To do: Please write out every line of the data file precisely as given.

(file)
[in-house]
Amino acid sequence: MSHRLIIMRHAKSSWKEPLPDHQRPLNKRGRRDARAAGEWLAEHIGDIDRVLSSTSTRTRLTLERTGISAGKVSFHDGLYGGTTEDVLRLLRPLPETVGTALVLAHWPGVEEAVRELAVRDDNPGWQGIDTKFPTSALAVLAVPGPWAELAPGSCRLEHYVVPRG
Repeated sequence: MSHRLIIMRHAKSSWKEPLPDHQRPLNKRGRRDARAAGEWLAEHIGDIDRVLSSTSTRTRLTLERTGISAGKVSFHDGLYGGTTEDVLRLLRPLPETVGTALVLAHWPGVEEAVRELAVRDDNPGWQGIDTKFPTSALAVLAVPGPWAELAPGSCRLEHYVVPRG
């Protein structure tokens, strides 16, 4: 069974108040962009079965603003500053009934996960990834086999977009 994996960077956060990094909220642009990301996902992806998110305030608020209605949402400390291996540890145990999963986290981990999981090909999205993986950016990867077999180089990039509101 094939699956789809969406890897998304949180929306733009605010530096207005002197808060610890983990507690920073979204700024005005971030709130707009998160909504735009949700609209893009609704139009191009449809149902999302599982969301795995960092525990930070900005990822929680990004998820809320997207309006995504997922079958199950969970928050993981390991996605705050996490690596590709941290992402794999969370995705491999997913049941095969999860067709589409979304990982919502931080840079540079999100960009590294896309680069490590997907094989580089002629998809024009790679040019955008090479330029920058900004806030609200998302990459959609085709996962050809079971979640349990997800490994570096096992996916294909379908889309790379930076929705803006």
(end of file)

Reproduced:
[in-house]
Amino acid sequence: MSHRLIIMRHAKSSWKEPLPDHQRPLNKRGRRDARAAGEWLAEHIGDIDRVLSSTSTRTRLTLERTGISAGKVSFHDGLYGGTTEDVLRLLRPLPETVGTALVLAHWPGVEEAVRELAVRDDNPGWQGIDTKFPTSALAVLAVPGPWAELAPGSCRLEHYVVPRG
Repeated sequence: MSHRLIIMRHAKSSWKEPLPDHQRPLNKRGRRDARAAGEWLAEHIGDIDRVLSSTSTRTRLTLERTGISAGKVSFHDGLYGGTTEDVLRLLRPLPETVGTALVLAHWPGVEEAVRELAVRDDNPGWQGIDTKFPTSALAVLAVPGPWAELAPGSCRLEHYVVPRG
């Protein structure tokens, strides 16, 4: 069974108040962009079965603003500053009934996960990834086999977009 994996960077956060990094909220642009990301996902992806998110305030608020209605949402400390291996540890145990999963986290981990999981090909999205993986950016990867077999180089990039509101 094939699956789809969406890897998304949180929306733009605010530096207005002197808060610890983990507690920073979204700024005005971030709130707009998160909504735009949700609209893009609704139009191009449809149902999302599982969301795995960092525990930070900005990822929680990004998820809320997207309006995504997922079958199950969970928050993981390991996605705050996490690596590709941290992402794999969370995705491999997913049941095969999860067709589409979304990982919502931080840079540079999100960009590294896309680069490590997907094989580089002629998809024009790679040019955008090479330029920058900004806030609200998302990459959609085709996962050809079971979640349990997800490994570096096992996916294909379908889309790379930076929705803006």